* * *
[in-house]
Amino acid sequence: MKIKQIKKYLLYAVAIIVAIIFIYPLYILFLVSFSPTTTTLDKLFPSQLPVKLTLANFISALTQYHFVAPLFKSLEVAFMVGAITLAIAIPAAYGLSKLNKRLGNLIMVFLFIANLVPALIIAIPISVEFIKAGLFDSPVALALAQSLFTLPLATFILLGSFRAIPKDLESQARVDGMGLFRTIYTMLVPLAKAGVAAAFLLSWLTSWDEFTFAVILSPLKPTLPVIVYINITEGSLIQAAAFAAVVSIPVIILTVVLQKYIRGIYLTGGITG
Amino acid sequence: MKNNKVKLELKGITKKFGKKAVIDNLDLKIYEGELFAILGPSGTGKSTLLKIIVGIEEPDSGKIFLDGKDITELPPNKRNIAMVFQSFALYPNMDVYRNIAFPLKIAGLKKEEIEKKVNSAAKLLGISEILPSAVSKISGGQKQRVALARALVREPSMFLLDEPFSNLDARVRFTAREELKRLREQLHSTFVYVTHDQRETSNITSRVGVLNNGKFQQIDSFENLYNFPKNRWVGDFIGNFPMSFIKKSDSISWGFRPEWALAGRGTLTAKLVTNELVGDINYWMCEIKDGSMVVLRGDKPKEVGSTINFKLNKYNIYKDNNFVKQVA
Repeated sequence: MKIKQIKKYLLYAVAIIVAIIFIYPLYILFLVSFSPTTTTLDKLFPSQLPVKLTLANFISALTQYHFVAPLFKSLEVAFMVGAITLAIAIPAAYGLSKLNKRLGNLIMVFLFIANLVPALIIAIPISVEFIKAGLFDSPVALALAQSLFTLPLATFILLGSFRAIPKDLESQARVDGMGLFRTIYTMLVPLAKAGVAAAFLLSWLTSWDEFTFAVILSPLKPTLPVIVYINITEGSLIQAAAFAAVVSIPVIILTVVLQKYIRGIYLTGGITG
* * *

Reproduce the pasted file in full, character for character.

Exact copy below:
[in-house]
Amino acid sequence: MKIKQIKKYLLYAVAIIVAIIFIYPLYILFLVSFSPTTTTLDKLFPSQLPVKLTLANFISALTQYHFVAPLFKSLEVAFMVGAITLAIAIPAAYGLSKLNKRLGNLIMVFLFIANLVPALIIAIPISVEFIKAGLFDSPVALALAQSLFTLPLATFILLGSFRAIPKDLESQARVDGMGLFRTIYTMLVPLAKAGVAAAFLLSWLTSWDEFTFAVILSPLKPTLPVIVYINITEGSLIQAAAFAAVVSIPVIILTVVLQKYIRGIYLTGGITG
Amino acid sequence: MKNNKVKLELKGITKKFGKKAVIDNLDLKIYEGELFAILGPSGTGKSTLLKIIVGIEEPDSGKIFLDGKDITELPPNKRNIAMVFQSFALYPNMDVYRNIAFPLKIAGLKKEEIEKKVNSAAKLLGISEILPSAVSKISGGQKQRVALARALVREPSMFLLDEPFSNLDARVRFTAREELKRLREQLHSTFVYVTHDQRETSNITSRVGVLNNGKFQQIDSFENLYNFPKNRWVGDFIGNFPMSFIKKSDSISWGFRPEWALAGRGTLTAKLVTNELVGDINYWMCEIKDGSMVVLRGDKPKEVGSTINFKLNKYNIYKDNNFVKQVA
Repeated sequence: MKIKQIKKYLLYAVAIIVAIIFIYPLYILFLVSFSPTTTTLDKLFPSQLPVKLTLANFISALTQYHFVAPLFKSLEVAFMVGAITLAIAIPAAYGLSKLNKRLGNLIMVFLFIANLVPALIIAIPISVEFIKAGLFDSPVALALAQSLFTLPLATFILLGSFRAIPKDLESQARVDGMGLFRTIYTMLVPLAKAGVAAAFLLSWLTSWDEFTFAVILSPLKPTLPVIVYINITEGSLIQAAAFAAVVSIPVIILTVVLQKYIRGIYLTGGITG